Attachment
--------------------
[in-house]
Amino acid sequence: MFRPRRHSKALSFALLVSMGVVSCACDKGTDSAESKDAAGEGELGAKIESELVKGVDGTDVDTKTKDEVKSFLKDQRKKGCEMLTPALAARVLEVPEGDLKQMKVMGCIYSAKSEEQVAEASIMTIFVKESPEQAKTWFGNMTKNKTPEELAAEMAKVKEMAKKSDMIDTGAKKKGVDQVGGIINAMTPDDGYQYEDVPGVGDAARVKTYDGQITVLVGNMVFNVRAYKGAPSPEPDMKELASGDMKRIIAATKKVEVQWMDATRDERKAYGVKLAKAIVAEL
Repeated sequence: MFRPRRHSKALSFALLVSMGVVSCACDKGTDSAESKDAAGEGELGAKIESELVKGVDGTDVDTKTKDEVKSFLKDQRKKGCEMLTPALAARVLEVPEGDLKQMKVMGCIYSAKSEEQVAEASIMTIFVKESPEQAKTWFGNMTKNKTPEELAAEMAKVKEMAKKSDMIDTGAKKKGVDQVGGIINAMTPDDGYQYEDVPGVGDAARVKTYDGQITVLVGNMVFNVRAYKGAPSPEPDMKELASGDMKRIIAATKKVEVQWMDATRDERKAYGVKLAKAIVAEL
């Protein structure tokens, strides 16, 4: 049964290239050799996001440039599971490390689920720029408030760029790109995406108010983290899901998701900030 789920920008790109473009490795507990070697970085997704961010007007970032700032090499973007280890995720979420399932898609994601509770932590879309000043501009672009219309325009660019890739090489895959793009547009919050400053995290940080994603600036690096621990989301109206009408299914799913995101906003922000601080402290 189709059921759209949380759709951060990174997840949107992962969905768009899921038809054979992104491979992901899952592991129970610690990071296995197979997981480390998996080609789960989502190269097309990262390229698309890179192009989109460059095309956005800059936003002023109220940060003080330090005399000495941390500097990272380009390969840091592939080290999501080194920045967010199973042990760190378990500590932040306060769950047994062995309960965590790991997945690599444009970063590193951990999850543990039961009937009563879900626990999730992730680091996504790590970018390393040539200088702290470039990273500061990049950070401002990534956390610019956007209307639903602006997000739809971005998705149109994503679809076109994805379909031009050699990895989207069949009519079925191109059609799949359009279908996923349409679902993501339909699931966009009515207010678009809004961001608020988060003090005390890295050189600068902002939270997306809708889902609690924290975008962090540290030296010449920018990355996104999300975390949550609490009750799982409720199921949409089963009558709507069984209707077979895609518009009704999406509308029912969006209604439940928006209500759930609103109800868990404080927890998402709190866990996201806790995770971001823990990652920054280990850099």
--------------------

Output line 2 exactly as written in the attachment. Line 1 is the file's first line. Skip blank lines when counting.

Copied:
Amino acid sequence: MFRPRRHSKALSFALLVSMGVVSCACDKGTDSAESKDAAGEGELGAKIESELVKGVDGTDVDTKTKDEVKSFLKDQRKKGCEMLTPALAARVLEVPEGDLKQMKVMGCIYSAKSEEQVAEASIMTIFVKESPEQAKTWFGNMTKNKTPEELAAEMAKVKEMAKKSDMIDTGAKKKGVDQVGGIINAMTPDDGYQYEDVPGVGDAARVKTYDGQITVLVGNMVFNVRAYKGAPSPEPDMKELASGDMKRIIAATKKVEVQWMDATRDERKAYGVKLAKAIVAEL